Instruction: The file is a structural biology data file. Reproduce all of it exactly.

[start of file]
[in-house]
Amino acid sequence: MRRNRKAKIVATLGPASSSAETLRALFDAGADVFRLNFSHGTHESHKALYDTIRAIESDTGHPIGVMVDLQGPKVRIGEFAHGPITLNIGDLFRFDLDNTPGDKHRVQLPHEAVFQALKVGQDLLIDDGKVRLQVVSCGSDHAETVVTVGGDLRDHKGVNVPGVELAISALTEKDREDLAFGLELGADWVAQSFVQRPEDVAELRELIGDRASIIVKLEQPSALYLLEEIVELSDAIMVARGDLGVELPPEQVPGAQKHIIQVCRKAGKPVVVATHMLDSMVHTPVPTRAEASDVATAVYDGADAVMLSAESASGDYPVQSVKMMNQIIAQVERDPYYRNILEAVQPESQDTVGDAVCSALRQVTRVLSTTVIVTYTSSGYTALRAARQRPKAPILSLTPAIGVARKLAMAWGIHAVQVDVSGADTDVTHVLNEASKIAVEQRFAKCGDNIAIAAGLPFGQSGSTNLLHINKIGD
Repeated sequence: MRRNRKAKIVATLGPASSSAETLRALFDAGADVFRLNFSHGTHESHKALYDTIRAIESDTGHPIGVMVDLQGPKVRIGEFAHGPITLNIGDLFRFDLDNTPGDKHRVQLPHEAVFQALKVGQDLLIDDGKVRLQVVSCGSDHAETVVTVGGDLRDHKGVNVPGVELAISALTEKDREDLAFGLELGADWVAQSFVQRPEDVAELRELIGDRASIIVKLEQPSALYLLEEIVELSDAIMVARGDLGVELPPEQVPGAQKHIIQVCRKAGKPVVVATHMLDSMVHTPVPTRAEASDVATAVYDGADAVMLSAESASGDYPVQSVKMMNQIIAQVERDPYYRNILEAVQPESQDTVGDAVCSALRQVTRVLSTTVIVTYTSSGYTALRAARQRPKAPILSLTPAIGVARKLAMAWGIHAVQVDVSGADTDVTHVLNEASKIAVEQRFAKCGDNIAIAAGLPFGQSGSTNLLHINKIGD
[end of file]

[in-house]
Amino acid sequence: MRRNRKAKIVATLGPASSSAETLRALFDAGADVFRLNFSHGTHESHKALYDTIRAIESDTGHPIGVMVDLQGPKVRIGEFAHGPITLNIGDLFRFDLDNTPGDKHRVQLPHEAVFQALKVGQDLLIDDGKVRLQVVSCGSDHAETVVTVGGDLRDHKGVNVPGVELAISALTEKDREDLAFGLELGADWVAQSFVQRPEDVAELRELIGDRASIIVKLEQPSALYLLEEIVELSDAIMVARGDLGVELPPEQVPGAQKHIIQVCRKAGKPVVVATHMLDSMVHTPVPTRAEASDVATAVYDGADAVMLSAESASGDYPVQSVKMMNQIIAQVERDPYYRNILEAVQPESQDTVGDAVCSALRQVTRVLSTTVIVTYTSSGYTALRAARQRPKAPILSLTPAIGVARKLAMAWGIHAVQVDVSGADTDVTHVLNEASKIAVEQRFAKCGDNIAIAAGLPFGQSGSTNLLHINKIGD
Repeated sequence: MRRNRKAKIVATLGPASSSAETLRALFDAGADVFRLNFSHGTHESHKALYDTIRAIESDTGHPIGVMVDLQGPKVRIGEFAHGPITLNIGDLFRFDLDNTPGDKHRVQLPHEAVFQALKVGQDLLIDDGKVRLQVVSCGSDHAETVVTVGGDLRDHKGVNVPGVELAISALTEKDREDLAFGLELGADWVAQSFVQRPEDVAELRELIGDRASIIVKLEQPSALYLLEEIVELSDAIMVARGDLGVELPPEQVPGAQKHIIQVCRKAGKPVVVATHMLDSMVHTPVPTRAEASDVATAVYDGADAVMLSAESASGDYPVQSVKMMNQIIAQVERDPYYRNILEAVQPESQDTVGDAVCSALRQVTRVLSTTVIVTYTSSGYTALRAARQRPKAPILSLTPAIGVARKLAMAWGIHAVQVDVSGADTDVTHVLNEASKIAVEQRFAKCGDNIAIAAGLPFGQSGSTNLLHINKIGD